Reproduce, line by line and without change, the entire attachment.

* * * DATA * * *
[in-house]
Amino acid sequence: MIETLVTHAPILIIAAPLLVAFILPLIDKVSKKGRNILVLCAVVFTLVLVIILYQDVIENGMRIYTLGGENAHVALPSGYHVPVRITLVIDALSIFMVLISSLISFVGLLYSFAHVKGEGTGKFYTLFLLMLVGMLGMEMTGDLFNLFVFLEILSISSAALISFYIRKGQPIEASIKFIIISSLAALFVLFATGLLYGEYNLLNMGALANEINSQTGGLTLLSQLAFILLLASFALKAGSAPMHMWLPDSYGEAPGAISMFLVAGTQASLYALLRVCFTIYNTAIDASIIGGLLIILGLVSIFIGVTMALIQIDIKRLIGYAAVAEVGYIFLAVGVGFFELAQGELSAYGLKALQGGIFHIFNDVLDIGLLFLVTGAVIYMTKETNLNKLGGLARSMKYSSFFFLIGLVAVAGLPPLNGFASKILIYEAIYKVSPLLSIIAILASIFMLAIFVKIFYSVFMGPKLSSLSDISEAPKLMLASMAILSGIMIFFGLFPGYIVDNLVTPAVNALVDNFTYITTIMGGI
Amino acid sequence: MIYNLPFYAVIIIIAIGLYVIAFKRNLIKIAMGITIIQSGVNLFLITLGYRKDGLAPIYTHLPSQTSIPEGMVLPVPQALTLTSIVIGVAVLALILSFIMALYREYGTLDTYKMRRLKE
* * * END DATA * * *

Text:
[in-house]
Amino acid sequence: MIETLVTHAPILIIAAPLLVAFILPLIDKVSKKGRNILVLCAVVFTLVLVIILYQDVIENGMRIYTLGGENAHVALPSGYHVPVRITLVIDALSIFMVLISSLISFVGLLYSFAHVKGEGTGKFYTLFLLMLVGMLGMEMTGDLFNLFVFLEILSISSAALISFYIRKGQPIEASIKFIIISSLAALFVLFATGLLYGEYNLLNMGALANEINSQTGGLTLLSQLAFILLLASFALKAGSAPMHMWLPDSYGEAPGAISMFLVAGTQASLYALLRVCFTIYNTAIDASIIGGLLIILGLVSIFIGVTMALIQIDIKRLIGYAAVAEVGYIFLAVGVGFFELAQGELSAYGLKALQGGIFHIFNDVLDIGLLFLVTGAVIYMTKETNLNKLGGLARSMKYSSFFFLIGLVAVAGLPPLNGFASKILIYEAIYKVSPLLSIIAILASIFMLAIFVKIFYSVFMGPKLSSLSDISEAPKLMLASMAILSGIMIFFGLFPGYIVDNLVTPAVNALVDNFTYITTIMGGI
Amino acid sequence: MIYNLPFYAVIIIIAIGLYVIAFKRNLIKIAMGITIIQSGVNLFLITLGYRKDGLAPIYTHLPSQTSIPEGMVLPVPQALTLTSIVIGVAVLALILSFIMALYREYGTLDTYKMRRLKE